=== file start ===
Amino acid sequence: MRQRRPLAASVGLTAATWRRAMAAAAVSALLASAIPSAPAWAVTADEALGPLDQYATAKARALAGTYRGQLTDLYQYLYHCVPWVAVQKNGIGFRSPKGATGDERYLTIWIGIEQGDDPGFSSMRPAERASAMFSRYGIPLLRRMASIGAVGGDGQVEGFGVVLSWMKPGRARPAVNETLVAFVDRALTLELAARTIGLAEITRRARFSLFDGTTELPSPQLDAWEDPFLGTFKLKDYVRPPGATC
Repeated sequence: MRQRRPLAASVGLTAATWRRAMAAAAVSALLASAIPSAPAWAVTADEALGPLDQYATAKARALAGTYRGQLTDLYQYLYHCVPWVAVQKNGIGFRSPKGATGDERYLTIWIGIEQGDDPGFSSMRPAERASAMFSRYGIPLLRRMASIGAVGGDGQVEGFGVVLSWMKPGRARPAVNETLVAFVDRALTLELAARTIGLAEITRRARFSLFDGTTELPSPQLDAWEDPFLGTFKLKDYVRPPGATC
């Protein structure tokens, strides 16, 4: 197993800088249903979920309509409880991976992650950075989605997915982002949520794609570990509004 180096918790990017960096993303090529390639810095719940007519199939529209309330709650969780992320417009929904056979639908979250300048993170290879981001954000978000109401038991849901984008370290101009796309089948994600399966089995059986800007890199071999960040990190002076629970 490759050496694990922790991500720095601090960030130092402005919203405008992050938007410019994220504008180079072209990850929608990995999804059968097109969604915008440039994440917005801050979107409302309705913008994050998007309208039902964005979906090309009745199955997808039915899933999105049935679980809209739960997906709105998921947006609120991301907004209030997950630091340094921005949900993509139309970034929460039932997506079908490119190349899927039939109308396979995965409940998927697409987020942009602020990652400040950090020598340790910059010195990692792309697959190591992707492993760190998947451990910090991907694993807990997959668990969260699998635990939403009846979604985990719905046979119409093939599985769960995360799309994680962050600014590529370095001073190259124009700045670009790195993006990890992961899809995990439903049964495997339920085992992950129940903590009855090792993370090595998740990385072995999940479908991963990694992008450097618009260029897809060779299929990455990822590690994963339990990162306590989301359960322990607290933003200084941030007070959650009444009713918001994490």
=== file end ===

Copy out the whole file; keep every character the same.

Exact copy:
Amino acid sequence: MRQRRPLAASVGLTAATWRRAMAAAAVSALLASAIPSAPAWAVTADEALGPLDQYATAKARALAGTYRGQLTDLYQYLYHCVPWVAVQKNGIGFRSPKGATGDERYLTIWIGIEQGDDPGFSSMRPAERASAMFSRYGIPLLRRMASIGAVGGDGQVEGFGVVLSWMKPGRARPAVNETLVAFVDRALTLELAARTIGLAEITRRARFSLFDGTTELPSPQLDAWEDPFLGTFKLKDYVRPPGATC
Repeated sequence: MRQRRPLAASVGLTAATWRRAMAAAAVSALLASAIPSAPAWAVTADEALGPLDQYATAKARALAGTYRGQLTDLYQYLYHCVPWVAVQKNGIGFRSPKGATGDERYLTIWIGIEQGDDPGFSSMRPAERASAMFSRYGIPLLRRMASIGAVGGDGQVEGFGVVLSWMKPGRARPAVNETLVAFVDRALTLELAARTIGLAEITRRARFSLFDGTTELPSPQLDAWEDPFLGTFKLKDYVRPPGATC
């Protein structure tokens, strides 16, 4: 197993800088249903979920309509409880991976992650950075989605997915982002949520794609570990509004 180096918790990017960096993303090529390639810095719940007519199939529209309330709650969780992320417009929904056979639908979250300048993170290879981001954000978000109401038991849901984008370290101009796309089948994600399966089995059986800007890199071999960040990190002076629970 490759050496694990922790991500720095601090960030130092402005919203405008992050938007410019994220504008180079072209990850929608990995999804059968097109969604915008440039994440917005801050979107409302309705913008994050998007309208039902964005979906090309009745199955997808039915899933999105049935679980809209739960997906709105998921947006609120991301907004209030997950630091340094921005949900993509139309970034929460039932997506079908490119190349899927039939109308396979995965409940998927697409987020942009602020990652400040950090020598340790910059010195990692792309697959190591992707492993760190998947451990910090991907694993807990997959668990969260699998635990939403009846979604985990719905046979119409093939599985769960995360799309994680962050600014590529370095001073190259124009700045670009790195993006990890992961899809995990439903049964495997339920085992992950129940903590009855090792993370090595998740990385072995999940479908991963990694992008450097618009260029897809060779299929990455990822590690994963339990990162306590989301359960322990607290933003200084941030007070959650009444009713918001994490």